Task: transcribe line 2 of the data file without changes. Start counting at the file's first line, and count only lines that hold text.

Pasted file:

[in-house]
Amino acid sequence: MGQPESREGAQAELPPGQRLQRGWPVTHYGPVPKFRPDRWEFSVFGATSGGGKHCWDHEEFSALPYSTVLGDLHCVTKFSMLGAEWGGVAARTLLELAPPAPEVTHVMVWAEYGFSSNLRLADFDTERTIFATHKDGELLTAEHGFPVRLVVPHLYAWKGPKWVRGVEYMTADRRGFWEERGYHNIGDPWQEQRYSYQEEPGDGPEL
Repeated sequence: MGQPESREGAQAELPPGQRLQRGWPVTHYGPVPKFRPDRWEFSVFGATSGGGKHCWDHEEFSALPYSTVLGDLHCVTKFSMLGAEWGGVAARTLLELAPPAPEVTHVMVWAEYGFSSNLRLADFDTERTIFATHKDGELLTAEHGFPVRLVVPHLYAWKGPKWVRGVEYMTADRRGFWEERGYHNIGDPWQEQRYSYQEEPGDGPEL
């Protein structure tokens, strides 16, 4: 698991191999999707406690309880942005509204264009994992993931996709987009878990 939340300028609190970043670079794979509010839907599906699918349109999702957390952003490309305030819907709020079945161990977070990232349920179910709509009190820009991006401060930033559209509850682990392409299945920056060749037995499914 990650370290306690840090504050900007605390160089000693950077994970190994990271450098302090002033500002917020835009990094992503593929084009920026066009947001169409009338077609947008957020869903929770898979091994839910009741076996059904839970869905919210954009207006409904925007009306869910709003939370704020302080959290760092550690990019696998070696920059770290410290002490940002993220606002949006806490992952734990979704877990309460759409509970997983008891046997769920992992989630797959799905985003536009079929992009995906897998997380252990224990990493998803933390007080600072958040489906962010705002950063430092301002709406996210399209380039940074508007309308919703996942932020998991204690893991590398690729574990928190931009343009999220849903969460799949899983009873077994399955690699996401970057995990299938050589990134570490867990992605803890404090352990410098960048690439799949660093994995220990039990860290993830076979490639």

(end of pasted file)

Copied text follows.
Amino acid sequence: MGQPESREGAQAELPPGQRLQRGWPVTHYGPVPKFRPDRWEFSVFGATSGGGKHCWDHEEFSALPYSTVLGDLHCVTKFSMLGAEWGGVAARTLLELAPPAPEVTHVMVWAEYGFSSNLRLADFDTERTIFATHKDGELLTAEHGFPVRLVVPHLYAWKGPKWVRGVEYMTADRRGFWEERGYHNIGDPWQEQRYSYQEEPGDGPEL